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Harnessing data for sustainable profitability in agriculture

May 24, 2023

Robert Walker, Alltech European growth officer, discuss the role of data in agriculture at Alltech ONE Budapest, the first stop on the Alltech ONE World Tour.

Does data hold the key to unlocking profitability in sustainable agriculture? How can we work together to harness its potential? Speakers at Alltech ONE Budapest answered these questions and more this week as they explored the ways in which data can unlock new levels of growth in agri-food.

Three Alltech executives — Robert Walker, European growth officer; Tara McCarthy, global vice president for ESG; and Dr. Mark Lyons, president and CEO — examined the transformative role of data science in agriculture, as well as the future of sustainability in agri-food and the science of sustainability.

Data science in agriculture paves the way for growth

Customized data can provide food producers with a deeper understanding of their business, allowing them to optimize operations, identify inefficiencies, minimize waste and maximize their resources. Data-driven insights can help producers find sustainability strategies that also enhance profitability.  

Food producers can leverage regulations such as the European Green Deal to design digital strategies that not only avoid green penalties from government, but also focus on creating branded, unique products, Walker said.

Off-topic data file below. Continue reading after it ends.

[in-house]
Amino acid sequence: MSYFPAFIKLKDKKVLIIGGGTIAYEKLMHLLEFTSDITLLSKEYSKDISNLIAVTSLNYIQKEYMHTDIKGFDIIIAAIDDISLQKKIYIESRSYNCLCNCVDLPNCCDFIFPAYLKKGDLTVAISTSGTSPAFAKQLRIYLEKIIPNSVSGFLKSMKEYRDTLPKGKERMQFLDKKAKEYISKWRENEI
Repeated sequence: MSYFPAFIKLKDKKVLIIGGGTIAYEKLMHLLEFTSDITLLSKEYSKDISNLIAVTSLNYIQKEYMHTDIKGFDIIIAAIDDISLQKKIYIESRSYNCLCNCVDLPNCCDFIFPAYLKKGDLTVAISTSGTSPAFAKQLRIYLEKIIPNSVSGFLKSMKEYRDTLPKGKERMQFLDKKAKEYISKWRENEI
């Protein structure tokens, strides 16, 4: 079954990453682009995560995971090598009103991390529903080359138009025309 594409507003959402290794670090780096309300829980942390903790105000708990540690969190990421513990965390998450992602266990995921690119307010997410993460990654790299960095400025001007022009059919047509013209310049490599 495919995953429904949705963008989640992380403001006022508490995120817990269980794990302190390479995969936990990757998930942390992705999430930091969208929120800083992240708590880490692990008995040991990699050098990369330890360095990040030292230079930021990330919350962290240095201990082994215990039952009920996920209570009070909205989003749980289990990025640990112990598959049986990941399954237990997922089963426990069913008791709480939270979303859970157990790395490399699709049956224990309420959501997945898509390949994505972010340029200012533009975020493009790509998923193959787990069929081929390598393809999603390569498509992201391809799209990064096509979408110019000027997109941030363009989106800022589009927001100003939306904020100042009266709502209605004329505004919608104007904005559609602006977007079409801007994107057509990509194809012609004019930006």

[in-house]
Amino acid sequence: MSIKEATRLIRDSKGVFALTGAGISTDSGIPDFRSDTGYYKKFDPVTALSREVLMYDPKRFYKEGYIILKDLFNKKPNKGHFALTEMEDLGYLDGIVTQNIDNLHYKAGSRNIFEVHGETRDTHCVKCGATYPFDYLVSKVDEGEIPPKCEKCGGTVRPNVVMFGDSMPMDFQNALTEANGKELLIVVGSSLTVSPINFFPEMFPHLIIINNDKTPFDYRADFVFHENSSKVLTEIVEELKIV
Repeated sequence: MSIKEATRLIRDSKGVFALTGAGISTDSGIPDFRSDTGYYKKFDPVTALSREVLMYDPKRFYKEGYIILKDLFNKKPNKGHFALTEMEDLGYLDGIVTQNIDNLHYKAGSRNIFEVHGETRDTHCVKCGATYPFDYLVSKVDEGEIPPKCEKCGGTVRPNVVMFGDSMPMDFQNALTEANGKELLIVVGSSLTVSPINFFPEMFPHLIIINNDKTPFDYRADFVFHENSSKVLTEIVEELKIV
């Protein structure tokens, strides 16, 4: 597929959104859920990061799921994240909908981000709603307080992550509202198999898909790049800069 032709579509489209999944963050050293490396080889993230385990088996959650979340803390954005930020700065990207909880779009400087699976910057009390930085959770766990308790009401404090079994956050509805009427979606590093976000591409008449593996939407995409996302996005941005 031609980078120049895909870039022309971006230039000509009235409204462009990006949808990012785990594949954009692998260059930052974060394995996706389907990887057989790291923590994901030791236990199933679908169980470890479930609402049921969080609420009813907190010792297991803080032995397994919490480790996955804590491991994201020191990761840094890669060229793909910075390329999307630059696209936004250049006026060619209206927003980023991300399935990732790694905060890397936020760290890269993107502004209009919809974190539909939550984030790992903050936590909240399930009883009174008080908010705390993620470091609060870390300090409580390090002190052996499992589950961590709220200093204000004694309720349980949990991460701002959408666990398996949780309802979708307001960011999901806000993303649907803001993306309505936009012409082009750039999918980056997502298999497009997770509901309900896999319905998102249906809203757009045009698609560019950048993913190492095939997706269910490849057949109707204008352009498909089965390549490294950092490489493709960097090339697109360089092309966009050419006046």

European feed production is declining, according to the 2023 Alltech Agri-Food Outlook, and yet, the value of European food production is on the rise. This calls for integration among the supply chain.

“Businesses that are most resilient and future-ready are those that are integrated, with clear linkages between agriculture and food production,” he said. “Integrated businesses are better able to deliver on consumer expectations for food that is nutritious, tasty, produced sustainably, and ensures the welfare of animals.”

While sustainability, consumer trends, pandemic and geopolitics are the main drivers of agri-food integration, ag-tech is the enabler of value capturing. Sustainability claims on food packaging, for example, can greatly boost the value of food products. These claims rely on verifiable production information.

Data also enables advisory services to give effective guidance, and it validates the impact of management changes, Walker said.

Digital platforms can connect members of the supply chain and allow businesses to be virtually integrated, Walker said. It also allows the transfer of value across the supply chain, from retailer to processor to farmer.

For example, Alltech’s three-step process — measure, advise, partner — demonstrates the power of data-driven decision-making. By gathering farm-specific data, food producers can better understand their systems, set goals and identify opportunities for improvement. Advisors equipped with this data, such as veterinarians and independent consultants, can provide valuable insights and guidance to farmers, feedmillers, food processors and other stakeholders in the value chain.

Walker referred to the advisory services of Alltech E-CO2, whose certified environmental assessments provide a wealth of in-depth data on animal production, health, feed, fertilizer, nitrogen balance, water, energy and resource use. The data collected is used to deliver practical on-farm and online programs, as well as benchmark reporting, with clear and concise consultancy advice to lower the producer’s carbon emissions.

Alltech also uses its InTouch system to bring together farm insights and results from on-farm measurement tools. Its advisors help farmers interpret data and set goals.